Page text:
Results 1  10
of
81
Constraint Query Languages
, 1992
"... We investigate the relationship between programming with constraints and database query languages. We show that efficient, declarative database programming can be combined with efficient constraint solving. The key intuition is that the generalization of a ground fact, or tuple, is a conjunction ..."
Abstract

Cited by 338 (35 self)
 Add to MetaCart
We investigate the relationship between programming with constraints and database query languages. We show that efficient, declarative database programming can be combined with efficient constraint solving. The key intuition is that the generalization of a ground fact, or tuple, is a conjunction of constraints over a small number of variables. We describe the basic Constraint Query Language design principles and illustrate them with four classes of constraints: real polynomial inequalities, dense linear order inequalities, equalities over an infinite domain, and boolean equalities. For the analysis, we use quantifier elimination techniques from logic and the concept of data complexity from database theory. This framework is applicable to managing spatial data and can be combined with existing multidimensional searching algorithms and data structures.
Using Temporal Logics to Express Search Control Knowledge for Planning
 ARTIFICIAL INTELLIGENCE
, 1999
"... Over the years increasingly sophisticated planning algorithms have been developed. These have made for more efficient planners, but unfortunately these planners still suffer from combinatorial complexity even in simple domains. Theoretical results demonstrate that planning is in the worst case in ..."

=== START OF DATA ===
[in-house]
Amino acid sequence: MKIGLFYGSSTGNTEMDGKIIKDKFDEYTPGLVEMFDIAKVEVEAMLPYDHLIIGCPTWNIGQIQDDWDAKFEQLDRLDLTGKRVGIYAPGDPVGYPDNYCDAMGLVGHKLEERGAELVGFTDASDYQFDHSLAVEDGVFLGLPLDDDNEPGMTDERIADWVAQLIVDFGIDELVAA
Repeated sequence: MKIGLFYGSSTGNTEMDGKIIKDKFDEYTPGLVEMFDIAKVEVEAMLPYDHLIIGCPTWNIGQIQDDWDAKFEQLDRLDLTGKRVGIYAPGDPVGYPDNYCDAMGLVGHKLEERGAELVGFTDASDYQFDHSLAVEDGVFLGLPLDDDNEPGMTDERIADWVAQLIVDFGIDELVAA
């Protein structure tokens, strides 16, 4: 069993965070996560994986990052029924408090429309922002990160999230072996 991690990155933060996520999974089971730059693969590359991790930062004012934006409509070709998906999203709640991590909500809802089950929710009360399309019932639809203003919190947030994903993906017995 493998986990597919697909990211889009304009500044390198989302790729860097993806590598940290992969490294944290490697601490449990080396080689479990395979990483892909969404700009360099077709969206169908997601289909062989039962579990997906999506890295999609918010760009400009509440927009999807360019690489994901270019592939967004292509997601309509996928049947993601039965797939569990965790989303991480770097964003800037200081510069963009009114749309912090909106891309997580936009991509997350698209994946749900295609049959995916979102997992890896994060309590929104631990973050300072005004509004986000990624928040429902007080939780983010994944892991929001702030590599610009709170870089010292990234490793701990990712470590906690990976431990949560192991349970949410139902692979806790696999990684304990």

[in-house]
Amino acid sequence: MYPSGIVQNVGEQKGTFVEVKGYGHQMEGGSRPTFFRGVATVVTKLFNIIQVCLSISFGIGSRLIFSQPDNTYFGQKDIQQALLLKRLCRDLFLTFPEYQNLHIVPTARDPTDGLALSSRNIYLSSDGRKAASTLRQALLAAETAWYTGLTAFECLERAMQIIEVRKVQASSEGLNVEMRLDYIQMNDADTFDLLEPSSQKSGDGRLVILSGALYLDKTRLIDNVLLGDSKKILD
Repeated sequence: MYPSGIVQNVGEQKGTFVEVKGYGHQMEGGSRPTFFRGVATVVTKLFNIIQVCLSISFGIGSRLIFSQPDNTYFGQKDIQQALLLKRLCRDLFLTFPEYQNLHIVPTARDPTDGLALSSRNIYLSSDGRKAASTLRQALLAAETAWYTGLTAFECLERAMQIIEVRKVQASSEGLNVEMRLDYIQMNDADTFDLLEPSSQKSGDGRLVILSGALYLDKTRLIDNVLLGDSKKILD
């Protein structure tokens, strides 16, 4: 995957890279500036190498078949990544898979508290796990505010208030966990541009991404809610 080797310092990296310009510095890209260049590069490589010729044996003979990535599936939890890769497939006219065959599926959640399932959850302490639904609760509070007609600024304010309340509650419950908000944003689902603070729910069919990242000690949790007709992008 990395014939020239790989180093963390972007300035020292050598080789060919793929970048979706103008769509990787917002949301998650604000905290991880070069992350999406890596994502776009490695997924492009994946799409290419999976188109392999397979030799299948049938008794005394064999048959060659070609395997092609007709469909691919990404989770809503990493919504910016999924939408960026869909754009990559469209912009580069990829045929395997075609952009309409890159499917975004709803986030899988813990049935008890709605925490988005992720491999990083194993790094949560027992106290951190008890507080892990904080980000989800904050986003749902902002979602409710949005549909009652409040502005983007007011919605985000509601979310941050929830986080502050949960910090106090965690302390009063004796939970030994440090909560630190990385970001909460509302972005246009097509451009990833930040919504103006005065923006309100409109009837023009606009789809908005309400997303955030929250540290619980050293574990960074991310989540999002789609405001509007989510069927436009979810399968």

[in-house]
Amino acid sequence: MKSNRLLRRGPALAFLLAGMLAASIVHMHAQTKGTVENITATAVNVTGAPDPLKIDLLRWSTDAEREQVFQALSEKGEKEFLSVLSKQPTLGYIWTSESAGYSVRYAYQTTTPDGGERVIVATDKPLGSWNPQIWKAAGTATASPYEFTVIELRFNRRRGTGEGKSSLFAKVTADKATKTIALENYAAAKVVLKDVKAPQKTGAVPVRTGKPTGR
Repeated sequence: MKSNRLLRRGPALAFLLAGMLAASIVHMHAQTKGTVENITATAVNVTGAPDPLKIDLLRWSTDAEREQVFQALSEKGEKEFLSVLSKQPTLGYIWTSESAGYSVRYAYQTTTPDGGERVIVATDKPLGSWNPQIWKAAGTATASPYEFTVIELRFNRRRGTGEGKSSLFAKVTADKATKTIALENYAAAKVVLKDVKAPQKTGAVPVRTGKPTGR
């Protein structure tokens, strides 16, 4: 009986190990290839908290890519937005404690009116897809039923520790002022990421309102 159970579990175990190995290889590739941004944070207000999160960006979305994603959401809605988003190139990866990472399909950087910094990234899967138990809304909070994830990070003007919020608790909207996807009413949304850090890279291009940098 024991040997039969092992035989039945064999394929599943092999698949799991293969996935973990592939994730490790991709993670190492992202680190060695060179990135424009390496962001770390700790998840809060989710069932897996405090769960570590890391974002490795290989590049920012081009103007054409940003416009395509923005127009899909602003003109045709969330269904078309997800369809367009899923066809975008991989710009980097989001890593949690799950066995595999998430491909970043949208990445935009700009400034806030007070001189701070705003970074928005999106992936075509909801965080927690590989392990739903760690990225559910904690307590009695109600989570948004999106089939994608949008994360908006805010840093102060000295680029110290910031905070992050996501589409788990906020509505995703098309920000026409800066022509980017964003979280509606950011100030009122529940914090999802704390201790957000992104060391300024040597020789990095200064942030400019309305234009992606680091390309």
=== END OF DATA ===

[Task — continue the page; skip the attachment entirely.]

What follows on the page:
Abstract

Cited by 275 (11 self)
 Add to MetaCart
Over the years increasingly sophisticated planning algorithms have been developed. These have made for more efficient planners, but unfortunately these planners still suffer from combinatorial complexity even in simple domains. Theoretical results demonstrate that planning is in the worst case intractable. Nevertheless, planning in particular domains can often be made tractable by utilizing additional domain structure. In fact, it has long been acknowledged that domain independent planners need domain dependent information to help them plan effectively. In this
Logic Programming and Negation: A Survey
 JOURNAL OF LOGIC PROGRAMMING
, 1994
"... We survey here various approaches which were proposed to incorporate negation in logic programs. We concentrate on the prooftheoretic and modeltheoretic issues and the relationships between them. ..."
Abstract

Cited by 245 (8 self)
 Add to MetaCart
We survey here various approaches which were proposed to incorporate negation in logic programs. We concentrate on the prooftheoretic and modeltheoretic issues and the relationships between them.
The Complexity of Concept Languages
, 1995